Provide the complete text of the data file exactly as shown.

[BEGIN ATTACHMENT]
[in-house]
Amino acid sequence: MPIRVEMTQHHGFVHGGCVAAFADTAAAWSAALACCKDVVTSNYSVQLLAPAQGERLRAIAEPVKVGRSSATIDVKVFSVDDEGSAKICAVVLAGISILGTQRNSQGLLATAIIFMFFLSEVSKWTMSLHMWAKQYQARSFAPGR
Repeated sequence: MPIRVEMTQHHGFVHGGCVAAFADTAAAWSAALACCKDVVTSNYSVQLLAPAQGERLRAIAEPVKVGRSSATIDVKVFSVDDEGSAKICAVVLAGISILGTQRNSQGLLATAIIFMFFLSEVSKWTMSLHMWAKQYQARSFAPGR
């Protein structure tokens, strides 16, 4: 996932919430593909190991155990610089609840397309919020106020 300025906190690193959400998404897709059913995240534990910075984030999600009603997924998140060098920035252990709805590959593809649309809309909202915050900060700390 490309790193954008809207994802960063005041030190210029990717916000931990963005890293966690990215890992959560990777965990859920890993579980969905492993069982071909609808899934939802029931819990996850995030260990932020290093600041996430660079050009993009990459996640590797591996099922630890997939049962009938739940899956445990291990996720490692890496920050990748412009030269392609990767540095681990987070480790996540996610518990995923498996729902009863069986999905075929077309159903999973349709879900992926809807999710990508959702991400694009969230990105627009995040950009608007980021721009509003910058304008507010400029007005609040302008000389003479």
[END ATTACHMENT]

[in-house]
Amino acid sequence: MPIRVEMTQHHGFVHGGCVAAFADTAAAWSAALACCKDVVTSNYSVQLLAPAQGERLRAIAEPVKVGRSSATIDVKVFSVDDEGSAKICAVVLAGISILGTQRNSQGLLATAIIFMFFLSEVSKWTMSLHMWAKQYQARSFAPGR
Repeated sequence: MPIRVEMTQHHGFVHGGCVAAFADTAAAWSAALACCKDVVTSNYSVQLLAPAQGERLRAIAEPVKVGRSSATIDVKVFSVDDEGSAKICAVVLAGISILGTQRNSQGLLATAIIFMFFLSEVSKWTMSLHMWAKQYQARSFAPGR
């Protein structure tokens, strides 16, 4: 996932919430593909190991155990610089609840397309919020106020 300025906190690193959400998404897709059913995240534990910075984030999600009603997924998140060098920035252990709805590959593809649309809309909202915050900060700390 490309790193954008809207994802960063005041030190210029990717916000931990963005890293966690990215890992959560990777965990859920890993579980969905492993069982071909609808899934939802029931819990996850995030260990932020290093600041996430660079050009993009990459996640590797591996099922630890997939049962009938739940899956445990291990996720490692890496920050990748412009030269392609990767540095681990987070480790996540996610518990995923498996729902009863069986999905075929077309159903999973349709879900992926809807999710990508959702991400694009969230990105627009995040950009608007980021721009509003910058304008507010400029007005609040302008000389003479």